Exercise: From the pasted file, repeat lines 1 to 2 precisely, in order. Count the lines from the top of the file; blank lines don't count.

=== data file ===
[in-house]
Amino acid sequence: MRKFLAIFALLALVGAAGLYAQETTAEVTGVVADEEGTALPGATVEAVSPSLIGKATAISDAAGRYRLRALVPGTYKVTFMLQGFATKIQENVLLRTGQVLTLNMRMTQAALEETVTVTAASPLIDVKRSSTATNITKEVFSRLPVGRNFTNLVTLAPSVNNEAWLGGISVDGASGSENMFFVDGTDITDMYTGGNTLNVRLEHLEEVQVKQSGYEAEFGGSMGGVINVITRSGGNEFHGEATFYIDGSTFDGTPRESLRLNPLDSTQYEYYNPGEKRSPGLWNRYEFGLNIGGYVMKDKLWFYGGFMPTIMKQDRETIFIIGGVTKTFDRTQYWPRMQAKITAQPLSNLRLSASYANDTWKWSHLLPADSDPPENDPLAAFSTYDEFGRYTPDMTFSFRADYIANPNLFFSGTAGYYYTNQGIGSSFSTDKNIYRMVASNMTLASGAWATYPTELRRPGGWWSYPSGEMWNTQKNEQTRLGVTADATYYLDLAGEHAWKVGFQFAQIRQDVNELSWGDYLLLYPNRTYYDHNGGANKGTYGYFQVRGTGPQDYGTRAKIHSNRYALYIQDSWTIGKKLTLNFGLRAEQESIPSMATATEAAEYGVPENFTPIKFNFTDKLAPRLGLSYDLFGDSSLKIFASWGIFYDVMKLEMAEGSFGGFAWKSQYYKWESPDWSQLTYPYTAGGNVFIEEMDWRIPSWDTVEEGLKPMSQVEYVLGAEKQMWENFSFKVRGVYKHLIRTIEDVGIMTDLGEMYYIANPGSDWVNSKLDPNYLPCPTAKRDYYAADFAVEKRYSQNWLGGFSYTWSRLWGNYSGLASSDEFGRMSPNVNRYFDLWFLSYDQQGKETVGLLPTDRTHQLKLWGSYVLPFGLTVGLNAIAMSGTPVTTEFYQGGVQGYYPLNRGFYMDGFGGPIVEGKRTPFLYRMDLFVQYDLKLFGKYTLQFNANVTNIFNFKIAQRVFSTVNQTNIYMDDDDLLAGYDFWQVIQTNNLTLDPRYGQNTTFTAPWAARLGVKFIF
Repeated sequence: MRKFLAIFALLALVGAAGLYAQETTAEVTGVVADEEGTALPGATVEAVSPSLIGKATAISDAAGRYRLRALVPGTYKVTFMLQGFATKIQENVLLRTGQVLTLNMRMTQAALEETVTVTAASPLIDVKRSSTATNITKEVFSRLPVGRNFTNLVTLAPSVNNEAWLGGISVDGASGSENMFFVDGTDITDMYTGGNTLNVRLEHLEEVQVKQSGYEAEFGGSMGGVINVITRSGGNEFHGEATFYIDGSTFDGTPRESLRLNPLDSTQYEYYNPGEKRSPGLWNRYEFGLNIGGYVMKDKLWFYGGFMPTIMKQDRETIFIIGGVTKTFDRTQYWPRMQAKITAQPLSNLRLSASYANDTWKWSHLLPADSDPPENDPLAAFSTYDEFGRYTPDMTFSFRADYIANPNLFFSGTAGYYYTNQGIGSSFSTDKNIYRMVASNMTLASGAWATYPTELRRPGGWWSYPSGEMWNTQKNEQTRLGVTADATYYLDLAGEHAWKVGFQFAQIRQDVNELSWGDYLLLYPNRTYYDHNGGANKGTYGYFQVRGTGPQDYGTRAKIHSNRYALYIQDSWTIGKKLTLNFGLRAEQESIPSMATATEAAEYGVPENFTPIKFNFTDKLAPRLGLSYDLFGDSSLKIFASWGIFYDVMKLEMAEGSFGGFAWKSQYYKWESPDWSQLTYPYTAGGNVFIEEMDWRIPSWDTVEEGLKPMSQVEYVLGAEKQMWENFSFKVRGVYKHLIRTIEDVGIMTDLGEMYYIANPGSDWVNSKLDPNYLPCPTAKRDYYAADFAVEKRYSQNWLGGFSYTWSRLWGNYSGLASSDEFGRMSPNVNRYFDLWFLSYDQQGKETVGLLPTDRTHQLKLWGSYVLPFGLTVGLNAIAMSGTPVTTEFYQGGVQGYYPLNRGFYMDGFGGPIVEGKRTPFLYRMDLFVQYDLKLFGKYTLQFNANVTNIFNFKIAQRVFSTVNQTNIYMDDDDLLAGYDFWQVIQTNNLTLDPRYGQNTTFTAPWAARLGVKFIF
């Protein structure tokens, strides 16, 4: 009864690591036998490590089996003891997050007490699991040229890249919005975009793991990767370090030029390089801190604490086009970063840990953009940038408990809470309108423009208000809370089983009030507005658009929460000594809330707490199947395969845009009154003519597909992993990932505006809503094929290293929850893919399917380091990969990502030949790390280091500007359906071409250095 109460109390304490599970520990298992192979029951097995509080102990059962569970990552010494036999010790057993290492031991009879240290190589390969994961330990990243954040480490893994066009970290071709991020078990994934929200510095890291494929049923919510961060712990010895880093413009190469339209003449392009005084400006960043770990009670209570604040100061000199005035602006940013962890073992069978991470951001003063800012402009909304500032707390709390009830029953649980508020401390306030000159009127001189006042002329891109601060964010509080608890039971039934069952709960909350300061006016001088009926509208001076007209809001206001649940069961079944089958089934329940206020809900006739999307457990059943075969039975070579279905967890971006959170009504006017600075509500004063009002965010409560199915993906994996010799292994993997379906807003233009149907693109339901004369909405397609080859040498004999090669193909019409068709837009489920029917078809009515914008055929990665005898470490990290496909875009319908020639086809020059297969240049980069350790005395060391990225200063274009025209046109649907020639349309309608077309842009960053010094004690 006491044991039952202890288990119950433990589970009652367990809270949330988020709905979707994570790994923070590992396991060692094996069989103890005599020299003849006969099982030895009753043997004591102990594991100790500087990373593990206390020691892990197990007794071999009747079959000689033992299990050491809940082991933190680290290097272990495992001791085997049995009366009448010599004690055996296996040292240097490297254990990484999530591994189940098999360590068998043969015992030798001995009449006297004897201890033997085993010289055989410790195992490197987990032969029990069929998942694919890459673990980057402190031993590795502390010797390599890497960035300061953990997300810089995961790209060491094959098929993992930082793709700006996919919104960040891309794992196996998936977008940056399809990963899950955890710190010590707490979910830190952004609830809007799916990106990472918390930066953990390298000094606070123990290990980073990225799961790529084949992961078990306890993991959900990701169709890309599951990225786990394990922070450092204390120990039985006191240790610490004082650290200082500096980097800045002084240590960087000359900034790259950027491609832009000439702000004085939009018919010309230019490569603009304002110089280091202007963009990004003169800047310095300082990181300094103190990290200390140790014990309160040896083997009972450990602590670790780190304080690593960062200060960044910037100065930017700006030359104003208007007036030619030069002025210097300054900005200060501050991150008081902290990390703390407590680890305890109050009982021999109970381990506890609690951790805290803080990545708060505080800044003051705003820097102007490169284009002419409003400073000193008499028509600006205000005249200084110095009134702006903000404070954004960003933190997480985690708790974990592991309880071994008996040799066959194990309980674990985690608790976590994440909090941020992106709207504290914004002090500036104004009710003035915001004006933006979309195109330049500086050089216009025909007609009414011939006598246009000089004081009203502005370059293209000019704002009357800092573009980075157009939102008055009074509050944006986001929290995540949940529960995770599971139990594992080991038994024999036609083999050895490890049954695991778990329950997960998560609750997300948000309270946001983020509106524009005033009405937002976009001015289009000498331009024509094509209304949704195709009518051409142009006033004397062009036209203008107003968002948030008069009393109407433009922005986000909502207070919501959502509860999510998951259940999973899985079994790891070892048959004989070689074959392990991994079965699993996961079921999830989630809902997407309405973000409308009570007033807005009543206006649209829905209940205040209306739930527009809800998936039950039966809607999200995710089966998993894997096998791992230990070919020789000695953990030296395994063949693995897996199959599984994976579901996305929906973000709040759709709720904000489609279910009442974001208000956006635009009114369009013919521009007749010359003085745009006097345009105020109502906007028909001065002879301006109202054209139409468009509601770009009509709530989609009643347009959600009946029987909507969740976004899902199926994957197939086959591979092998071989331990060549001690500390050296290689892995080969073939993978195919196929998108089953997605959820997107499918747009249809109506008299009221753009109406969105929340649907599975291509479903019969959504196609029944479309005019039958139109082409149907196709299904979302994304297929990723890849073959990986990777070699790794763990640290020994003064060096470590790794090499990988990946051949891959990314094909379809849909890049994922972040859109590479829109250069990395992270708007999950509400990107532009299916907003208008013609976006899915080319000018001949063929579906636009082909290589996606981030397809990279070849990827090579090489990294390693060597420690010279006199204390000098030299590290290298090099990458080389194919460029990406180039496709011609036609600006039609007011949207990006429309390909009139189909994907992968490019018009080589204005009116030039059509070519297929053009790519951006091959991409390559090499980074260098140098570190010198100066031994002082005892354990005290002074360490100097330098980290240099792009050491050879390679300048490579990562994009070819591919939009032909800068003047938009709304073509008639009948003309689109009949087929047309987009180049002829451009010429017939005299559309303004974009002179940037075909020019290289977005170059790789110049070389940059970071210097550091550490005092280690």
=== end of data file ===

[in-house]
Amino acid sequence: MRKFLAIFALLALVGAAGLYAQETTAEVTGVVADEEGTALPGATVEAVSPSLIGKATAISDAAGRYRLRALVPGTYKVTFMLQGFATKIQENVLLRTGQVLTLNMRMTQAALEETVTVTAASPLIDVKRSSTATNITKEVFSRLPVGRNFTNLVTLAPSVNNEAWLGGISVDGASGSENMFFVDGTDITDMYTGGNTLNVRLEHLEEVQVKQSGYEAEFGGSMGGVINVITRSGGNEFHGEATFYIDGSTFDGTPRESLRLNPLDSTQYEYYNPGEKRSPGLWNRYEFGLNIGGYVMKDKLWFYGGFMPTIMKQDRETIFIIGGVTKTFDRTQYWPRMQAKITAQPLSNLRLSASYANDTWKWSHLLPADSDPPENDPLAAFSTYDEFGRYTPDMTFSFRADYIANPNLFFSGTAGYYYTNQGIGSSFSTDKNIYRMVASNMTLASGAWATYPTELRRPGGWWSYPSGEMWNTQKNEQTRLGVTADATYYLDLAGEHAWKVGFQFAQIRQDVNELSWGDYLLLYPNRTYYDHNGGANKGTYGYFQVRGTGPQDYGTRAKIHSNRYALYIQDSWTIGKKLTLNFGLRAEQESIPSMATATEAAEYGVPENFTPIKFNFTDKLAPRLGLSYDLFGDSSLKIFASWGIFYDVMKLEMAEGSFGGFAWKSQYYKWESPDWSQLTYPYTAGGNVFIEEMDWRIPSWDTVEEGLKPMSQVEYVLGAEKQMWENFSFKVRGVYKHLIRTIEDVGIMTDLGEMYYIANPGSDWVNSKLDPNYLPCPTAKRDYYAADFAVEKRYSQNWLGGFSYTWSRLWGNYSGLASSDEFGRMSPNVNRYFDLWFLSYDQQGKETVGLLPTDRTHQLKLWGSYVLPFGLTVGLNAIAMSGTPVTTEFYQGGVQGYYPLNRGFYMDGFGGPIVEGKRTPFLYRMDLFVQYDLKLFGKYTLQFNANVTNIFNFKIAQRVFSTVNQTNIYMDDDDLLAGYDFWQVIQTNNLTLDPRYGQNTTFTAPWAARLGVKFIF